Does our society today put too much of an emphasis on innovation rather than maintenance?

The short answer is, “Potentially.”

Now, that doesn’t mean innovation is a bad thing. I think it’s great to push the limits of what’s possible and advance our technology forward. But we might be focusing on that to the point where we neglect proper maintenance.

Let’s take a look at how we’ve been handling our highways. Of the $416 billion the U.S. spent on its highway infrastructure in 2014, about $181 billion went toward capital projects (new construction, improvements, and so forth). That left about $234 billion for maintenance and operation.

Doing the math, that means around 43% of the budget went toward either new construction or improving existing infrastructure.

Here’s the problem, though. America’s bridges are gradually failing. About 8% (over 47,000) of all of the United States’ bridges desperately need repairs, and about 38% need some amount of repair work in general, though not all as urgently. As it stands now, it would take about 80 years to fix everything that needs fixing.

And that’s just our bridges, not the highway system as a whole. The need for repairs and regular upkeep is high (and it keeps growing), and we’re putting nearly half our budget into capital projects.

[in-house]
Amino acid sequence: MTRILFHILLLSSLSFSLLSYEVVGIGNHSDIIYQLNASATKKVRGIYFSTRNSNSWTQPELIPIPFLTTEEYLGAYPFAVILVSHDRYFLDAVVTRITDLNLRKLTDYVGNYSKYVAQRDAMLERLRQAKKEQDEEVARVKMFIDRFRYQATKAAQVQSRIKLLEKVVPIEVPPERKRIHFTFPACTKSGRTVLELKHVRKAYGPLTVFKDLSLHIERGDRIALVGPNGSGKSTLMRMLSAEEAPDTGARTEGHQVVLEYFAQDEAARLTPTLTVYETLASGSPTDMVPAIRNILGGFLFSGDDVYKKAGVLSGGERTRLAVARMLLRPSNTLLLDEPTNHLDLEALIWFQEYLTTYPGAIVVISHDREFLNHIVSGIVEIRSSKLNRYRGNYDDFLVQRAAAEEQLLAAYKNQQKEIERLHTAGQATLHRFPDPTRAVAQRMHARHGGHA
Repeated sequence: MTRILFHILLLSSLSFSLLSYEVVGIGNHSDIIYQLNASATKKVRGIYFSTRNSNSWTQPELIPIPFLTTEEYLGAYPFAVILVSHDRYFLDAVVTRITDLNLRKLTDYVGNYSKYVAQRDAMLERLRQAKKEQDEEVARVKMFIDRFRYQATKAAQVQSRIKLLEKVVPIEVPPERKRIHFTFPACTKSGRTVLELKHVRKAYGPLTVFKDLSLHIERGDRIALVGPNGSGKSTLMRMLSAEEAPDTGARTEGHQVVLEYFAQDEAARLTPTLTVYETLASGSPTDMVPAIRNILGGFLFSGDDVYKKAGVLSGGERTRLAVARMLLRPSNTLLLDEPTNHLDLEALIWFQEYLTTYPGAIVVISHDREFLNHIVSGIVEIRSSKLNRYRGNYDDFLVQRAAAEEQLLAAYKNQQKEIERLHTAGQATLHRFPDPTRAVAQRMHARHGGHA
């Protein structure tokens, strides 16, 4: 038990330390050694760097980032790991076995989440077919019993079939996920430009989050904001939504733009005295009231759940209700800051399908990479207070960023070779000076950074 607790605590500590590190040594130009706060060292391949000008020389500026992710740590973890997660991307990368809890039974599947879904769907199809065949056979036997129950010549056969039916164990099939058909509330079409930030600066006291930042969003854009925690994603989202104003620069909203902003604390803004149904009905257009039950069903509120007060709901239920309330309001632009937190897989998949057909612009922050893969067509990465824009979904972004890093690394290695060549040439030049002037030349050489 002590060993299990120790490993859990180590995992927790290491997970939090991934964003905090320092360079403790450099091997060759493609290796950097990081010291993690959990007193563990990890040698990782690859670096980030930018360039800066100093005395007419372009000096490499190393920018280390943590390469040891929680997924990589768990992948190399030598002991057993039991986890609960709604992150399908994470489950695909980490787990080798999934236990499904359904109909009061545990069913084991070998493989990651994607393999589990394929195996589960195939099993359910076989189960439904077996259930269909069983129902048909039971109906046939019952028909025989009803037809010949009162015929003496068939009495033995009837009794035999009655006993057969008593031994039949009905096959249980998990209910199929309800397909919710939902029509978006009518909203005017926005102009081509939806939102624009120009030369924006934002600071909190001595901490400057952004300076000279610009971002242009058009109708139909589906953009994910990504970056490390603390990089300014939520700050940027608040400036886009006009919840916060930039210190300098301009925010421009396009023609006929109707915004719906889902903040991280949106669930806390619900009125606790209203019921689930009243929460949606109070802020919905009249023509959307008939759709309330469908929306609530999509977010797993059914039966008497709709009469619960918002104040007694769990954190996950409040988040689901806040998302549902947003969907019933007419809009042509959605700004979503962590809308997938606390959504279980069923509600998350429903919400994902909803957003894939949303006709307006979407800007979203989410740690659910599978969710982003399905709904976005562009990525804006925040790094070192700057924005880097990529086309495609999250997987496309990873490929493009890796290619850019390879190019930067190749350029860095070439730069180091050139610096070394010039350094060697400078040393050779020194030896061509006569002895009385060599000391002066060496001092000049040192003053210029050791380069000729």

Of course, that’s just an example from our nation’s highway infrastructure. In general, we see a big push toward innovation, and an argument could be made that we’re not maintaining what we already have as well as we should.

On the other hand, we could also argue that a lot of what we already have is just going to be replaced as technology moves forward. That may be true in some cases, but anyone who’s been involved in maintenance planning knows you can’t just run everything into the ground and then replace it with something new. Most businesses don’t have the budget to keep replacing expensive assets.

Innovation is a good thing, but as great as it would be for everyone to have the most up-to-date equipment for their operations, making those upgrades can’t always happen right away. Sometimes, it’s more worthwhile to keep your current assets in good repair than to invest in new equipment every time something comes out. The costs of upgrading often outweigh the benefits.

And when it comes to bridges, you really shouldn’t run those into the ground anyway.